On April 21, 2021, the Federal Aviation Administration (“FAA”) took the next step toward what it calls the “further integration of Unmanned Aircraft (UA) in the National Airspace System.” However, that description somewhat understates the impact of FAA’s action. By amending 14 C.F.R. Part 107 to allow previously prohibited operation over unrelated populations and moving vehicles, both during the day and at night, FAA may have opened the flood gates to UA without adequate consideration of their impacts on underlying populations.

Specifically, FAA has divided UA into categories based upon size, construction and regulatory requirements.

Category 1 applies to UA .55 lbs. or less that also contain no rotating parts that could cause lacerations, and must be able to use a system for communicating with FAA called “Remote ID.” Categories 2 and 3 allow UA weighing more than .55 lbs. to fly over people if they meet certain eligibility criteria, although they may not fly over open-air assemblies or people in general unless those populations are aware in advance, or are part of the UA operation itself. Finally, in order to qualify for Category 4, the UA must have a relevant operating certificate under 14 C.F.R. Part 21 (see Final Rule, Executive Summary, 86 Fed.Reg. 4314, 4316).

FAA received more than 900 comments in response to publication of a Notice of Proposed Rulemaking on February 13, 2019. 86 Fed.Reg. 4319. Most involved safety concerns, including: (1) lack of enforceability of the limiting conditions imposed by the Rule; (2) lack of safety data supporting the Rule; (3) lack of redundancy in safety infrastructure; and (4) unskilled remote pilots.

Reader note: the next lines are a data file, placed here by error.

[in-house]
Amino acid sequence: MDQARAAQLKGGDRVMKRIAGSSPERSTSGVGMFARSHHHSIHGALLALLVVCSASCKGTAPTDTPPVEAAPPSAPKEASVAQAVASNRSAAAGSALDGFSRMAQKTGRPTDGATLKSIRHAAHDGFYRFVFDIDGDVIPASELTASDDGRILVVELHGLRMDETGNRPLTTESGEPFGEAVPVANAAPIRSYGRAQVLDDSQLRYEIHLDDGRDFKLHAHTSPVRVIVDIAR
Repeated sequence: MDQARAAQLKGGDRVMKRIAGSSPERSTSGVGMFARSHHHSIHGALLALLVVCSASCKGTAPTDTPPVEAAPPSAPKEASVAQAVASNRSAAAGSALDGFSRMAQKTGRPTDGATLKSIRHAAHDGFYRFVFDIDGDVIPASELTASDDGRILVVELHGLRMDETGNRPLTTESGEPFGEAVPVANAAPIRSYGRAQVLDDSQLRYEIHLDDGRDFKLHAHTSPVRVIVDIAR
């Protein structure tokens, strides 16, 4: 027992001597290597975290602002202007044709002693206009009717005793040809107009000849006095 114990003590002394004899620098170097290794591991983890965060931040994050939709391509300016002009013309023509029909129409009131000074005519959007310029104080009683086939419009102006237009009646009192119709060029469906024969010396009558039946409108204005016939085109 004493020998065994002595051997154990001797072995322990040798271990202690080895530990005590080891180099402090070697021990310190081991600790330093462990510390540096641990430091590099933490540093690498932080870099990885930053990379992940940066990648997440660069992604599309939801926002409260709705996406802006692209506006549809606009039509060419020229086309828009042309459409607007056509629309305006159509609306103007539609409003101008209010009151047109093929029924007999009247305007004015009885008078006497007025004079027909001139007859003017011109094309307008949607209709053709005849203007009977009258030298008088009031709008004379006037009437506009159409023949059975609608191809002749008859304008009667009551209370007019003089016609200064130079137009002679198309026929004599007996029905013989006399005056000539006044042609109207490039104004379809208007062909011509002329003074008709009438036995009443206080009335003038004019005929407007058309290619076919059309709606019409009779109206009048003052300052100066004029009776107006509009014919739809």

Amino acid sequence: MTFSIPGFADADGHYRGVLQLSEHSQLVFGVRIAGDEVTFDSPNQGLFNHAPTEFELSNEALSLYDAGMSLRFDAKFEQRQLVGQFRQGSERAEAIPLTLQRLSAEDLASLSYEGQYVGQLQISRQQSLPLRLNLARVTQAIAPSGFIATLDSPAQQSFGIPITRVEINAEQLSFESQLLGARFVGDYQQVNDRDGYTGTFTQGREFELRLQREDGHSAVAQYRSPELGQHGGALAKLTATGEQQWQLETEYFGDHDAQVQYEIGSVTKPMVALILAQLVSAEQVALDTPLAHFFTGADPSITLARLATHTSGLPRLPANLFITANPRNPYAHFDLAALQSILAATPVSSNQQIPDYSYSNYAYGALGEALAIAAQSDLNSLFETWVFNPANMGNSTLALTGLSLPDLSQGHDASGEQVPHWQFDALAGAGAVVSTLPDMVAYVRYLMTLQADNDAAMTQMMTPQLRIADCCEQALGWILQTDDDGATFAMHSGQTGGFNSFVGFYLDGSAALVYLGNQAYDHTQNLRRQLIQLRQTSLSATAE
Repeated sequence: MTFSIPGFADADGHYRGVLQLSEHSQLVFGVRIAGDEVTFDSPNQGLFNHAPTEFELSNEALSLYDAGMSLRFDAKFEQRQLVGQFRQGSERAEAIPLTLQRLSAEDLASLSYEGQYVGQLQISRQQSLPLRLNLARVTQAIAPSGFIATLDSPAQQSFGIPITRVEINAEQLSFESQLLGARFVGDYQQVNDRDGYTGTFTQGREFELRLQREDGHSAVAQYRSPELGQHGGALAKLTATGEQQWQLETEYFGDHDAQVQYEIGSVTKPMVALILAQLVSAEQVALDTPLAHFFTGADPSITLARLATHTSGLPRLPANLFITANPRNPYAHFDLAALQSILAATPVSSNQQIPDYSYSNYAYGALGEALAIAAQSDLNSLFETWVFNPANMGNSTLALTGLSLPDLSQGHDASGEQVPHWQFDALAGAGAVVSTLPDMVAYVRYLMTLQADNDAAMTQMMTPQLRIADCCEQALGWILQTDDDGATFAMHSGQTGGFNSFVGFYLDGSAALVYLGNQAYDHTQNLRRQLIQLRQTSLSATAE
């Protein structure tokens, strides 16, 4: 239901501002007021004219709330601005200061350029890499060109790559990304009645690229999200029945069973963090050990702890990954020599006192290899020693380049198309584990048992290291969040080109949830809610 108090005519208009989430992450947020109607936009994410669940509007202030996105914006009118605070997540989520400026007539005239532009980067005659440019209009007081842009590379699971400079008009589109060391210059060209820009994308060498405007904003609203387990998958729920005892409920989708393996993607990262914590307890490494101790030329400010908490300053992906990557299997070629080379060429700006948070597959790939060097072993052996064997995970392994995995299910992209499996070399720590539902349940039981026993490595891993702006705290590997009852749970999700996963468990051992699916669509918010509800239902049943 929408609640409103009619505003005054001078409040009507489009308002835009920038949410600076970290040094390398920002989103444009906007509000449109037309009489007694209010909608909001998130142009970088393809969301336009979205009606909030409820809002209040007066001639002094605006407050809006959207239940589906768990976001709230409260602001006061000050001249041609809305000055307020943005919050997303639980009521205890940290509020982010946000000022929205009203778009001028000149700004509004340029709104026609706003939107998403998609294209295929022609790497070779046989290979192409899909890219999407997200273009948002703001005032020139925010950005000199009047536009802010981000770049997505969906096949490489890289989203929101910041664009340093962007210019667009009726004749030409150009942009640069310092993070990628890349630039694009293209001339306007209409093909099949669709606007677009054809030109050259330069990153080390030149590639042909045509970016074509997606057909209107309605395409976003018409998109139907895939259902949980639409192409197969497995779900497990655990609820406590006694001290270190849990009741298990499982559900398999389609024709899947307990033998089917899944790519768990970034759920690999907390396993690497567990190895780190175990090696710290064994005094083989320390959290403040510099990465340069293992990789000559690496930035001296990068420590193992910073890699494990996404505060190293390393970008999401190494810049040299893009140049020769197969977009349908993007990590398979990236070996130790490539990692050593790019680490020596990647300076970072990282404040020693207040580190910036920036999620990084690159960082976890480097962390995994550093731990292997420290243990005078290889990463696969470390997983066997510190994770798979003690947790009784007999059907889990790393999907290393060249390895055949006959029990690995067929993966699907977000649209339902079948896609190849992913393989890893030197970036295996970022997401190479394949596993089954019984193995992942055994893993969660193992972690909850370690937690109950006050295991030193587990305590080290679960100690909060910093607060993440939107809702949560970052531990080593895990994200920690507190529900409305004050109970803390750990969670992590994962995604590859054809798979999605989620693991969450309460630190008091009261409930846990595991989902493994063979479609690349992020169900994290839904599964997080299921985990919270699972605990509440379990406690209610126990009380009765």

As anticipated, FAA dismissed those concerns based on the expectation that the “benefits” of the new Rule would exceed its costs, 86 Fed.Reg. 4318, and acknowledged only some costs related to the training of remote pilots. Benefits, on the other hand, are purported to include: (1) facilitation of innovation and growth across a variety of sectors of the economy such as construction, infrastructure and insurance. Moreover, FAA foresees a potential increase in operations because operators of UA, with some exceptions for Category 3, would not need to avoid flying over people or clear an area before operating. 86 Fed.Reg. 4318. Although FAA acknowledges some safety risk resulting from the increase in operations over people, it relies on the application of the proposed restrictions in every category to mitigate that risk. 86 Fed.Reg. 4318.

Safety, however, while critically important, is not the only potential issue raised by the Final Rule. What is notably missing from FAA’s analysis is any mention of privacy or noise concerns. Obviously, the increased opportunity to fly over people implicates both, as the 900 public comments confirm.

Finally, FAA argues that, although risk may increase with increased operations and dispersion of aircraft, based on its issuance of 175 waivers from prior restrictions, none resulted in injuries to persons or property worth more than $500,000 on the ground. 86 Fed.Reg. 4321. While the conclusion is apparently correct as a mathematical extrapolation, it fails to acknowledge the increased chances of an accident resulting from vastly increased numbers of UA occupying the National Airspace System, or the potential of far greater damage from each such incident.

Of course, only the passage of time will reveal the true impact of these rule changes. The best the public can do is stay tuned for the ultimate result.